Justice

What the Word "Intersectionality" Really Means

September 27th 2015

By:
Samantha Larson

Today’s feminism needs to encompass more than just one ethnic/racial/cultural/socioeconomic group. If you are a white woman, your experience will be different than that of a woman of color. If you are a straight white woman, your experience will be different from that of a white gay woman or gay woman of color. This is where intersectionality comes into play.

Intersectionality is a decades-old term that over the last few years has been making its way into the mainstream. Thirteen-year-old Rowan Blanchard, star of "Girl Meets World," used it in her incredibly smart essay on feminism last month, and it was used in the aftermath of the Taylor Swift/Nicki Minaj Twitter exchange.

As UCLA professor Kimberlé Crenshaw, the woman who coined the term in 1989, defines it, intersectionality is “The view that women experience oppression in varying configurations and in varying degrees of intensity. Cultural patterns of oppression are not only interrelated, but are bound together and influenced by the intersectional systems of society.” Intersectionality posits that gender, race, sexual orientation—and the other categories that comprise a person’s identity—intersect to simultaneously influence an individual’s experience. The forms of oppression cannot be dissected apart into tidy categories of sexism, racism, or homophobia; many people experience a variety of forms of discrimination on different levels at the same time.

In other words, intersectionality is the antidote to so-called “white feminism,” which frames women’s rights from the perspective of middle-class Caucasian ladies. It is true that white feminism has evolved since the time of Betty Friedan—often considered mother of modern-day feminism. It currently focuses on issues like closing the wage gap, ending sexual violence, and protecting reproductive rights—all causes worth fighting for.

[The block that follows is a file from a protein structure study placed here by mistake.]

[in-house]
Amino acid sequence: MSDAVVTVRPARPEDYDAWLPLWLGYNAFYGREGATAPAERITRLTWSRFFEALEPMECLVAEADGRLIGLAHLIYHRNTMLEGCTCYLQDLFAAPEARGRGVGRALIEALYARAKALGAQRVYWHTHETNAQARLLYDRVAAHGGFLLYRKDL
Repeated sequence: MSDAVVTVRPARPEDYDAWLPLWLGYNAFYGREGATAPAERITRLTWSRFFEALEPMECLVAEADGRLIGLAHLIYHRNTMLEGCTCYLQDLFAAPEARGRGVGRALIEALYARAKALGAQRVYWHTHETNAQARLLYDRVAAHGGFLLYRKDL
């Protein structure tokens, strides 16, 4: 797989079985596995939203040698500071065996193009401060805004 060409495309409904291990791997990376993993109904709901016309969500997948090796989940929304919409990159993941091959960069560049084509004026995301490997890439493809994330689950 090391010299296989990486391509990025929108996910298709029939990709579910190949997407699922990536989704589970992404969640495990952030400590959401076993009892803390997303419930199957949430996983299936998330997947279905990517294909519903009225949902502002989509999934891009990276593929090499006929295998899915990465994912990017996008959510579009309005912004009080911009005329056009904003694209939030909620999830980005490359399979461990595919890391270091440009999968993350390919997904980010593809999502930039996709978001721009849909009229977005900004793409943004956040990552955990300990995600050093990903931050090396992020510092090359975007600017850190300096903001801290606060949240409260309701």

However, while it is true that women get paid less than men do, white feminists might not analyze that statistic further to see that there are differences in that pay gap amongst different races. While white women earn 78 percent of what white men earn, Black women earn 63 percent of what white men earn—and Latina women earn just 54 percent (the overall average is brought up by Asian American women, who make 90 percent of the earnings of white men). Similarly, all women are at risk of sexual violence, but some are more so than others: According to the CDC, 1 in 6 heterosexual women have been raped in their lifetime, whereas 1 in 2 bisexual women have.

Intersectional feminism isn’t about negating the prejudices that any one group of women face, or about weakening the fight for gender equality. It’s about coming to terms with the fact that women can’t be lumped together under one big umbrella. Each of us has her own struggles and story to tell; intersectionality is about ensuring that all of these voices are represented in the mix. It is about preserving identity and all of the nuances within. It’s about empowering everyone to make the feminist movement stronger as a whole.

Here are some tips for how to respect intersectionality.

Recognize that women have a wide range of experiences. And that you can only be the authority on your own.

Recognize your own privilege. There are many axes by which society gives us power. It is often easier for people focus on the ways in which they are disempowered, but that is never the whole story. Failing to acknowledge the ways in which we have been given a leg up results in further discrimination against those who do not share our particular privileged position.

Seek to understand the experience felt by others. Befriend people who are different from you. Listen to them. Read up. Greater knowledge brings greater empathy.

Engage in the conversation. It may feel uncomfortable and hard, but that’s just a sign of work to be done. Having the ability to disregard intersectionality is itself a function of privilege.

Understand that it’s a process. You might make some mistakes. Roxane Gay said it best in Bad Feminist:

"In truth, feminism is flawed because it is a movement powered by people and people are inherently flawed. For whatever reason, we hold feminism to an unreasonable standard where the movement must be everything we want and must always make the best choices. When feminism falls short of our expectations, we decide the problem is with feminism rather than with the flawed people who act in the name of the movement."

It’s impossible to expect anyone to say the right thing every single time. But the only way to move forward is to try, to keep an open mind, and to learn from one’s mistakes.